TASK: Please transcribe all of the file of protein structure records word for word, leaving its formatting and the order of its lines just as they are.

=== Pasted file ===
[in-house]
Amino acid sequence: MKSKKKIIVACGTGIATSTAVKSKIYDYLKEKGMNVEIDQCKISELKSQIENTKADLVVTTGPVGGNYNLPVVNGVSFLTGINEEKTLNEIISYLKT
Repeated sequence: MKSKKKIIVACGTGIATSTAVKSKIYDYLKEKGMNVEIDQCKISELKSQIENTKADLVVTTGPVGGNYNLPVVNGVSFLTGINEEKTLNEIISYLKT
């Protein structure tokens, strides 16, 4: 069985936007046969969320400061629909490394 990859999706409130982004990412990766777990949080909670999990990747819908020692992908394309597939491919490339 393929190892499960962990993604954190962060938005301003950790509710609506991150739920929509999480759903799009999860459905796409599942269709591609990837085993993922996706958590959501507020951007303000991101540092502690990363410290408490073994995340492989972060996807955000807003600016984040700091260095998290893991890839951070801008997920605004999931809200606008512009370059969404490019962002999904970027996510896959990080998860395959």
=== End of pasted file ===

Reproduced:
[in-house]
Amino acid sequence: MKSKKKIIVACGTGIATSTAVKSKIYDYLKEKGMNVEIDQCKISELKSQIENTKADLVVTTGPVGGNYNLPVVNGVSFLTGINEEKTLNEIISYLKT
Repeated sequence: MKSKKKIIVACGTGIATSTAVKSKIYDYLKEKGMNVEIDQCKISELKSQIENTKADLVVTTGPVGGNYNLPVVNGVSFLTGINEEKTLNEIISYLKT
């Protein structure tokens, strides 16, 4: 069985936007046969969320400061629909490394 990859999706409130982004990412990766777990949080909670999990990747819908020692992908394309597939491919490339 393929190892499960962990993604954190962060938005301003950790509710609506991150739920929509999480759903799009999860459905796409599942269709591609990837085993993922996706958590959501507020951007303000991101540092502690990363410290408490073994995340492989972060996807955000807003600016984040700091260095998290893991890839951070801008997920605004999931809200606008512009370059969404490019962002999904970027996510896959990080998860395959």